I really had no intention of going back to the subject of the job market again, but this HNN summary of a session at the AHA in San Diego yesterday is a perfect illustration of the critique I’ve been trying to make for the last few days:
At a panel this morning entitled “Whither History PhD Programs? The Education of Historians Report after Five Years,” NYU’s Thomas Bender, one of the authors of the original report, said that the job crisis was not really a crisis at all, but a the result of “a thirty year structural problem” in the academy, and that the crisis of reduced funding for public universities, so dramatically illustrated by the University of California system last year, has been in progress since the 1980s.
That, of course, is the same as Marc’s argument (with which I still agree) but there’s more!:
Despite the recommendations in his 2004 report, basic information about graduate programs – like the percentage of students who successfully find work – is still not collected by universities, and that “this is information all the more vital because of the high stakes” for graduate students. Students need to be given the honest facts about the historical profession and prospects for job placement.
And why would you need to give students “the honest facts?” Not because it’s necessarily going to solve the problems with jobs for historians, but because it’s the right thing to do. Yet if the job market really is as bad as Bender’s figures suggest, you gotta wonder if it might help change the market too:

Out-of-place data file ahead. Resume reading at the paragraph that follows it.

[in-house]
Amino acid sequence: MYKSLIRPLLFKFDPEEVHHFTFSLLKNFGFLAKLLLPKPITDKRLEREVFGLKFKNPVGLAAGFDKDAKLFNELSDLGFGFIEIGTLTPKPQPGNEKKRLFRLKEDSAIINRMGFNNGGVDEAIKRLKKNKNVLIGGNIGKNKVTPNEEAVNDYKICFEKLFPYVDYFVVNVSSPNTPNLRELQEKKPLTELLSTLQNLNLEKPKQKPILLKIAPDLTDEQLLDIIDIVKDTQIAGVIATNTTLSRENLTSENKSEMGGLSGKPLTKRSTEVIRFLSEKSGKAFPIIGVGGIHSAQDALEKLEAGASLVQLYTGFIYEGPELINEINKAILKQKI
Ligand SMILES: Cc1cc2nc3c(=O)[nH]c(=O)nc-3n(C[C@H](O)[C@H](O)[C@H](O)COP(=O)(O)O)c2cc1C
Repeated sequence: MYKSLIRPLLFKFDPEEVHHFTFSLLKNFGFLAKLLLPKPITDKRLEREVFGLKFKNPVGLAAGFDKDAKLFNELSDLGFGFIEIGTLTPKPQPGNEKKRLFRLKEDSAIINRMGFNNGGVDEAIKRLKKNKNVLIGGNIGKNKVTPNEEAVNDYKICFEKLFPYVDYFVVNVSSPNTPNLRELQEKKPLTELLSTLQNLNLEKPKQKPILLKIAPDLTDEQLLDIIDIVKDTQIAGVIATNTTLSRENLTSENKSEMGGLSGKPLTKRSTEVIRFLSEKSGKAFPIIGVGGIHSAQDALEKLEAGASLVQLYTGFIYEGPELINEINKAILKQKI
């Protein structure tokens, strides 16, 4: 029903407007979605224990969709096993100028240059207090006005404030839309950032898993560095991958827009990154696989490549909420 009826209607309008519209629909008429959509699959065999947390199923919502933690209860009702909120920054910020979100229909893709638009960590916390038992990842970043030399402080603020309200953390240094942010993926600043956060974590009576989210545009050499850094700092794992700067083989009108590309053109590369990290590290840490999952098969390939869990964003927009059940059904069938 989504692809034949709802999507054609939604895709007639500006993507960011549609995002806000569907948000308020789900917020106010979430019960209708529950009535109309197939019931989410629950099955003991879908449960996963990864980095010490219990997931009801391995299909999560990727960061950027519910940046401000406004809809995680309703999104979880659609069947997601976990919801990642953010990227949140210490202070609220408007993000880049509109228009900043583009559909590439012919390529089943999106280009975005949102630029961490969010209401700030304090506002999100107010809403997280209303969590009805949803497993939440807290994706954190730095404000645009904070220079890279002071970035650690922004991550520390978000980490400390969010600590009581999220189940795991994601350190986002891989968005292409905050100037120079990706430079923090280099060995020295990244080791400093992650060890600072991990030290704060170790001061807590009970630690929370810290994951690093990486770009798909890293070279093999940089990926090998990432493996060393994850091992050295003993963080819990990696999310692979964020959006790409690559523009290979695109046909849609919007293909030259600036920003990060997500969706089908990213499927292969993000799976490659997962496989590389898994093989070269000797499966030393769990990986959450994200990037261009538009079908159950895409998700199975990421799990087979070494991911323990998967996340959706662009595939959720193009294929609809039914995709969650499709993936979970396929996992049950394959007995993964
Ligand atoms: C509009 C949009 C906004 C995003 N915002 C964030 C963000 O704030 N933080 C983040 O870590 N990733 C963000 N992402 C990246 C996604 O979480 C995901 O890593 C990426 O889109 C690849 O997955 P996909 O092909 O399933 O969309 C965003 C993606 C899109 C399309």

“The percentage of PhDs in history,” according to Professor Bender, “who end up in academic positions is two-thirds to three-fourths,” a figure which means anywhere from 25-33% of history PhDs work outside of academia.
Based on this summary, Bender isn’t differentiating between academic positions. What percentage of that two-thirds to three-fourths are adjunct or off the tenure track? You know it has to be huge. And like the unemployment numbers on the national level, they probably ignore people who stop looking. [I’d also be curious to know if Bender used AHAs numbers to get those figures.]
And I certainly agree with this sentiment:
Very little attention is paid by academic historians, the people who are responsible for training new PhDs, to this reality. “The master-apprentice system is not a good model,” said Professor Bender, because it encourages students to view their careers as failures if they do not find a position at a top tier research university. As major research universities only account for about 30% of the job market, this is a statistical impossibility.
I wonder if the whole demand/supply thing everybody has been arguing about is a false dichotomy. Limiting supply follows logically from lousy demand, assuming the people who control the market have any ethics whatsoever.
After all, isn’t selling someone an education that likely will never pay for itself the same as selling them a mortgage that they can never repay? And we all know how that worked out.